40207_intro - INTRODUCTION COMPOSITE BASICS AND ROAD MAP S.T Peters This is an introduction to composites and will encourage the reader to obtain

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INTRODUCTION, COMPOSITE BASICS AND ROAD MAP* S.T. Peters This is an introduction to composites and will encourage the reader to obtain more informa- tion. Only the basic concepts will be covered here; reference will be made to the chapters in the book that expand or follow up and elabo- rate on these basics. The reader will see that the subjects of this book cover the spectrum of composites and range from the basic and sim- ple to the complex. Thus, there are complicated equations because they are the tools that are used every day to describe real structures; and there will also be the more gen- eral, less complicated approaches that are limited in analysis power. These chapters have been developed by the most knowledgeable composite professionals in the world; a blend of academicians and the engineers who fabri- cate real composite structures. Modern structural composites, frequently referred to as ’Advanced Composites’, are a blend of two or more components, one of which is made up of stiff, long fibers, and the other, a binder or ’matrix’ which holds the fibers in place. The fibers are strong and stiff relative to the matrix and are generally orthotropic (having different properties in two different directions). The fiber, for advanced structural composites, is long, with length to diameter ratios of over 100. The fiber’s strength and stiffness are usually much greater, perhaps several times more, than the matrix material. The matrix material can by polymeric (e.g. polyester resins, epoxies), Handbook of Composites. Edited by S.T. Peters. Published in 1998 by Chapman & Hall, London. ISBN 0 412 54020 7 metallic, ceramic or carbon. When the fiber and the matrix are joined to form a composite they retain their individual identities and both directly influence the composite’s final proper- ties. The resulting composite will generally be composed of layers (laminae) of the fibers and matrix stacked to achieve the desired proper- ties in one or more directions. The high strength or stiffness to weight ratios of advanced composites are well known, but there are other advantages also (Table 1.1). These advantages translate not only into air- craft, but into everyday activities, such as longer drives with a graphite-shafted golf club (because more of the mass is concentrated at the clubhead) or less fatigue and pain because a graphite composite tennis racquet has mher- ent damping. Generally, the advantages accrue for any fiber/composite combination and dis- advantages are more obvious with some. These advantages have now resulted in many more reasons for composite use as shown in Table 1.2. Proper design and material selection can circumvent many of the disadvantages. 1.1 MATERIAL SYSTEMS An advanced composite laminate can be tai- lored so that the directional dependence of strength and stiffness matches that of the load- ing environment. To do that, layers of unidirectional material called laminae are ori- * This chapter has been adapted from S.T. Peters, in Handbook of Plastics Elastomers and Composites, 3rd edn, (ed.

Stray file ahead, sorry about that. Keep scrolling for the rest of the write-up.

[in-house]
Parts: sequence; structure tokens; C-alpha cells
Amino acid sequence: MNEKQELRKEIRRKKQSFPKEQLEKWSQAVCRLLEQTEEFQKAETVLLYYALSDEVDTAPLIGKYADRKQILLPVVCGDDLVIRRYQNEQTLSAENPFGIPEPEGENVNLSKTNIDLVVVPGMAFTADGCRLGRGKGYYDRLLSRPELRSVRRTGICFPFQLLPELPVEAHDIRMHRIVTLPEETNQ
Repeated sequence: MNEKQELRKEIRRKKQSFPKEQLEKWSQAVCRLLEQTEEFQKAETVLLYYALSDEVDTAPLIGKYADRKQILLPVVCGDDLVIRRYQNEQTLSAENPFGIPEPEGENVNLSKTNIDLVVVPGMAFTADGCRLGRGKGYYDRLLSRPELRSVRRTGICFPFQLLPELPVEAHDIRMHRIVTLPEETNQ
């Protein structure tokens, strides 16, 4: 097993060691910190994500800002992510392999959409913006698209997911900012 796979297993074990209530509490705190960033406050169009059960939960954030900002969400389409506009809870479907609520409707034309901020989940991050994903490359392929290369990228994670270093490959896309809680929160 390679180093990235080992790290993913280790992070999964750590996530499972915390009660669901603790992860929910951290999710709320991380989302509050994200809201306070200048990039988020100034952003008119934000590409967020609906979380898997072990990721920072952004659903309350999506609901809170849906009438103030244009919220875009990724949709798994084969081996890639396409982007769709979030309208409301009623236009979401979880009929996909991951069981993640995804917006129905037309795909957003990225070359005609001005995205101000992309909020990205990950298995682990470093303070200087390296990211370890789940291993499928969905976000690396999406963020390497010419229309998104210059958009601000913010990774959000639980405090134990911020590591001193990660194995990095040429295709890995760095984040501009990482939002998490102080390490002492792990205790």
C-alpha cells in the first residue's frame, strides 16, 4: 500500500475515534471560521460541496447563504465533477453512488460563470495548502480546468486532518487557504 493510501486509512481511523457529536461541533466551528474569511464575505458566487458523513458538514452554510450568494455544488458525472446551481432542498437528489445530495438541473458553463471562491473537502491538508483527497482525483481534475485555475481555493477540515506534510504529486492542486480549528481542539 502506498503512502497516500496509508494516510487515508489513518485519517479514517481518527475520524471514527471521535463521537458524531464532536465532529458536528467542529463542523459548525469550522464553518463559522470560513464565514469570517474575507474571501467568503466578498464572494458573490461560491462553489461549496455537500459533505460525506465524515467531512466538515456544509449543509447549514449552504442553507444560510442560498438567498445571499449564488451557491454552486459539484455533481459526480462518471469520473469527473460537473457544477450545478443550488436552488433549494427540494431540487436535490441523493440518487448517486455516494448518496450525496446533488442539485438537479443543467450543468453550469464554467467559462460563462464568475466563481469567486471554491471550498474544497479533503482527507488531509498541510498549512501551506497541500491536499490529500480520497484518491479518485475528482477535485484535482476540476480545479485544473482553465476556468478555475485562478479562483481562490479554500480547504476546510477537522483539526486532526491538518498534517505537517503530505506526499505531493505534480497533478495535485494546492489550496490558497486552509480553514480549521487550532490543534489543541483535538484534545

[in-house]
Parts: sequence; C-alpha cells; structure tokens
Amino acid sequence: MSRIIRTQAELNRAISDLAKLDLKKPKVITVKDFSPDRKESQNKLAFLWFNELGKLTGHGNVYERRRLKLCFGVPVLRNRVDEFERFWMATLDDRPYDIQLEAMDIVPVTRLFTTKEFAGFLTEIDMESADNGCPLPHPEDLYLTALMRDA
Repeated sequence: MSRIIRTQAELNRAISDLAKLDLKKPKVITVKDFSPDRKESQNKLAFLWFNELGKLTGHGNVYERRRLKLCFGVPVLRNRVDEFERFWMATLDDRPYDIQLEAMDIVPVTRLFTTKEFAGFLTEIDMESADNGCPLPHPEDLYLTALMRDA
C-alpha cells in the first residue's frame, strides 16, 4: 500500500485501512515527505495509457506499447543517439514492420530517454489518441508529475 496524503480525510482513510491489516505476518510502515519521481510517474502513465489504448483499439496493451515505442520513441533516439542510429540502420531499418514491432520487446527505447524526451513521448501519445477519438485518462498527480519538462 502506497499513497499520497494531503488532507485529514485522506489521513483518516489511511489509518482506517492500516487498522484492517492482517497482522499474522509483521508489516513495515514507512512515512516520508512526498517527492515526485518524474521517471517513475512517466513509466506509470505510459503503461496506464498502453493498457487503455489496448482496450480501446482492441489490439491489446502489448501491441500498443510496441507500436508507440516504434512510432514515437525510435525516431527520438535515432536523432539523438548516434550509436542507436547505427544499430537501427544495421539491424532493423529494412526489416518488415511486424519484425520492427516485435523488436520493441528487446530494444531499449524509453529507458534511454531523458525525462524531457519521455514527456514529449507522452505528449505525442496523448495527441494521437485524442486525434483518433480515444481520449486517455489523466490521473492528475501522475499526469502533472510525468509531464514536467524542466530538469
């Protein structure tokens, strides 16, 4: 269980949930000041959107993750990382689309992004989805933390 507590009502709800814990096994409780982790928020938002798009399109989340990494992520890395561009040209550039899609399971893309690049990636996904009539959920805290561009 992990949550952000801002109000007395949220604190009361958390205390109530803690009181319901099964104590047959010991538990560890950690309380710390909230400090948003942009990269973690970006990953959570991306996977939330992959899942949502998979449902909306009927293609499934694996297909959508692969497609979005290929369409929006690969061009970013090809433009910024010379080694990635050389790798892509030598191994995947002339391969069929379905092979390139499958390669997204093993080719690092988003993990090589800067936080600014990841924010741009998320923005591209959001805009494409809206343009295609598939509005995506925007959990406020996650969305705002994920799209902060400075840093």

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This note was uploaded on 03/16/2010 for the course MECHANICAL ME765401 taught by Professor Prof.sulis during the Spring '10 term at Institut Teknologi Bandung.

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40207_intro - INTRODUCTION COMPOSITE BASICS AND ROAD MAP S.T Peters This is an introduction to composites and will encourage the reader to obtain

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